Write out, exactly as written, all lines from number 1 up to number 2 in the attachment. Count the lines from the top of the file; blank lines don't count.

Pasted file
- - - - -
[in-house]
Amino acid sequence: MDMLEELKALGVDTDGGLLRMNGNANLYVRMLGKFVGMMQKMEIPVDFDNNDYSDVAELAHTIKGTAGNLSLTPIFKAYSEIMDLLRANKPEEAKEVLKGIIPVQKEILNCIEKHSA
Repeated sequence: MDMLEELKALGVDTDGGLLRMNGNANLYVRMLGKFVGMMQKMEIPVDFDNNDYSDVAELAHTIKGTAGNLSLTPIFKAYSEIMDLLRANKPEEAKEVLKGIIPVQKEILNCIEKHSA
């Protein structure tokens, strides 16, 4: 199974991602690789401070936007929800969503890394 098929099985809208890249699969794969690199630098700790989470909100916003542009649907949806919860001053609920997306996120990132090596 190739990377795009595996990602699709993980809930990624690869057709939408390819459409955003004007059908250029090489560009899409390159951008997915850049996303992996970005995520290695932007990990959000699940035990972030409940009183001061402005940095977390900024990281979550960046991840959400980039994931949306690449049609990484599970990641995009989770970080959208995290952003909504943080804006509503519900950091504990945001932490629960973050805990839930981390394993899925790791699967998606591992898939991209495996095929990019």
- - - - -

[in-house]
Amino acid sequence: MDMLEELKALGVDTDGGLLRMNGNANLYVRMLGKFVGMMQKMEIPVDFDNNDYSDVAELAHTIKGTAGNLSLTPIFKAYSEIMDLLRANKPEEAKEVLKGIIPVQKEILNCIEKHSA